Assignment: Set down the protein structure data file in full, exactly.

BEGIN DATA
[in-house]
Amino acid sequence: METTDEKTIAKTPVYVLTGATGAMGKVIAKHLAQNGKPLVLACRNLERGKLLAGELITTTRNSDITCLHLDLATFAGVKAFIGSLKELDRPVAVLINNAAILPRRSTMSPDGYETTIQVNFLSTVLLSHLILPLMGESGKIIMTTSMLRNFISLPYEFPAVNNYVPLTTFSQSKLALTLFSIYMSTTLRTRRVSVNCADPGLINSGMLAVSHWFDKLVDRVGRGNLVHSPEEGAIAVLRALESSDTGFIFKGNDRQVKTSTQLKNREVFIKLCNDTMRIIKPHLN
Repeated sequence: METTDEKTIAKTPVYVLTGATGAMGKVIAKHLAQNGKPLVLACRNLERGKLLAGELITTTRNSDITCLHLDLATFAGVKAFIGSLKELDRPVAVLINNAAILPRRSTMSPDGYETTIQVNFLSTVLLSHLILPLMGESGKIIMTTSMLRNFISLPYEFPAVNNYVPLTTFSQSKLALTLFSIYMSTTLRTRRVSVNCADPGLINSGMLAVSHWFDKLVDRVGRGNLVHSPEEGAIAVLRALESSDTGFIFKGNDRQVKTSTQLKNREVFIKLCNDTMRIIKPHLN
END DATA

[in-house]
Amino acid sequence: METTDEKTIAKTPVYVLTGATGAMGKVIAKHLAQNGKPLVLACRNLERGKLLAGELITTTRNSDITCLHLDLATFAGVKAFIGSLKELDRPVAVLINNAAILPRRSTMSPDGYETTIQVNFLSTVLLSHLILPLMGESGKIIMTTSMLRNFISLPYEFPAVNNYVPLTTFSQSKLALTLFSIYMSTTLRTRRVSVNCADPGLINSGMLAVSHWFDKLVDRVGRGNLVHSPEEGAIAVLRALESSDTGFIFKGNDRQVKTSTQLKNREVFIKLCNDTMRIIKPHLN
Repeated sequence: METTDEKTIAKTPVYVLTGATGAMGKVIAKHLAQNGKPLVLACRNLERGKLLAGELITTTRNSDITCLHLDLATFAGVKAFIGSLKELDRPVAVLINNAAILPRRSTMSPDGYETTIQVNFLSTVLLSHLILPLMGESGKIIMTTSMLRNFISLPYEFPAVNNYVPLTTFSQSKLALTLFSIYMSTTLRTRRVSVNCADPGLINSGMLAVSHWFDKLVDRVGRGNLVHSPEEGAIAVLRALESSDTGFIFKGNDRQVKTSTQLKNREVFIKLCNDTMRIIKPHLN